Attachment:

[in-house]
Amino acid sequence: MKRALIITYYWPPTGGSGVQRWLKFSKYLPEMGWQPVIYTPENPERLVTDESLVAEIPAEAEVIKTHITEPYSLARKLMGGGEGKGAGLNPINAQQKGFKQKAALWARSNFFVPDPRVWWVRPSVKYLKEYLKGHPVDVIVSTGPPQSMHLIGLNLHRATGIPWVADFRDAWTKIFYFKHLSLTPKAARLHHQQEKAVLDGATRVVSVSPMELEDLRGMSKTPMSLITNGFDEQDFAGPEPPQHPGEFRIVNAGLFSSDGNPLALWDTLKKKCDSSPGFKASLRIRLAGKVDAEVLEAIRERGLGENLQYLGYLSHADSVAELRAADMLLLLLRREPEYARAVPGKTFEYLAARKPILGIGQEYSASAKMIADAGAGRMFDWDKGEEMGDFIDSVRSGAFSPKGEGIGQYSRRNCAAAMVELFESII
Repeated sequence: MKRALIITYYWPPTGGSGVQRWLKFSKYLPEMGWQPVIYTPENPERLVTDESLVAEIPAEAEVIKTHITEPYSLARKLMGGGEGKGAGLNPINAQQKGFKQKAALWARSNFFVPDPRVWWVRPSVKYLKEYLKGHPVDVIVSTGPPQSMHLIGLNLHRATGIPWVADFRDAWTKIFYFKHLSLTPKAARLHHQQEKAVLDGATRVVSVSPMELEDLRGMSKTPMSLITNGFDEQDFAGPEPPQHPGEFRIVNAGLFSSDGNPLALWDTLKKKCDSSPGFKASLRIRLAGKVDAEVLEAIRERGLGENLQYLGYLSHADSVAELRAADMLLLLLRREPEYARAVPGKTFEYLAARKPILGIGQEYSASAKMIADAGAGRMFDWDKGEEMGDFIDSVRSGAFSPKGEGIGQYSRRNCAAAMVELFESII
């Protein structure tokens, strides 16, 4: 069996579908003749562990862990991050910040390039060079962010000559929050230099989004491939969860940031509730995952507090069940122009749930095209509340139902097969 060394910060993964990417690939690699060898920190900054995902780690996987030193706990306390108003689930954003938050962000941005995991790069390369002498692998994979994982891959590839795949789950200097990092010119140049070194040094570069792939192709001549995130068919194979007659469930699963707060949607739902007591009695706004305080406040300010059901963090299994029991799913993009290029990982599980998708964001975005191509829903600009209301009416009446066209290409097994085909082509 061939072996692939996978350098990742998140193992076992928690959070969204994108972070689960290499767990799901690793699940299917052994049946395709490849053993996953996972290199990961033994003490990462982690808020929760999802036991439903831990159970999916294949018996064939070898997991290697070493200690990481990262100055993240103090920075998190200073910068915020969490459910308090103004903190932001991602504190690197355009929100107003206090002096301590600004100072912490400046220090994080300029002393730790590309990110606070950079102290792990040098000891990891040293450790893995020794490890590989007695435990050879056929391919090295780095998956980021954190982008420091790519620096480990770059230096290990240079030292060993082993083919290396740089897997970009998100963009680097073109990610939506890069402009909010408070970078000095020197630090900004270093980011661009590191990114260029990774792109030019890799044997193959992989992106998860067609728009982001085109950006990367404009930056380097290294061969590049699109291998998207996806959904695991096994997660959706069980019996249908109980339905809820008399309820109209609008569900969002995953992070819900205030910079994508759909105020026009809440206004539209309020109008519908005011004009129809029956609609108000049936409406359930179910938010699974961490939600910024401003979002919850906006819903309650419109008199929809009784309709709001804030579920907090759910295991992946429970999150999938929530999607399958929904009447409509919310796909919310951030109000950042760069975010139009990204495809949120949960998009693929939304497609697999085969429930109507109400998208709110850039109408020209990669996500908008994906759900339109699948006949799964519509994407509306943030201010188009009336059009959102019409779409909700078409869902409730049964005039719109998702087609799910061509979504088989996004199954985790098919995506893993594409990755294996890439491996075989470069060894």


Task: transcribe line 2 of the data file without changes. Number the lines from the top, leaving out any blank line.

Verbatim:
Amino acid sequence: MKRALIITYYWPPTGGSGVQRWLKFSKYLPEMGWQPVIYTPENPERLVTDESLVAEIPAEAEVIKTHITEPYSLARKLMGGGEGKGAGLNPINAQQKGFKQKAALWARSNFFVPDPRVWWVRPSVKYLKEYLKGHPVDVIVSTGPPQSMHLIGLNLHRATGIPWVADFRDAWTKIFYFKHLSLTPKAARLHHQQEKAVLDGATRVVSVSPMELEDLRGMSKTPMSLITNGFDEQDFAGPEPPQHPGEFRIVNAGLFSSDGNPLALWDTLKKKCDSSPGFKASLRIRLAGKVDAEVLEAIRERGLGENLQYLGYLSHADSVAELRAADMLLLLLRREPEYARAVPGKTFEYLAARKPILGIGQEYSASAKMIADAGAGRMFDWDKGEEMGDFIDSVRSGAFSPKGEGIGQYSRRNCAAAMVELFESII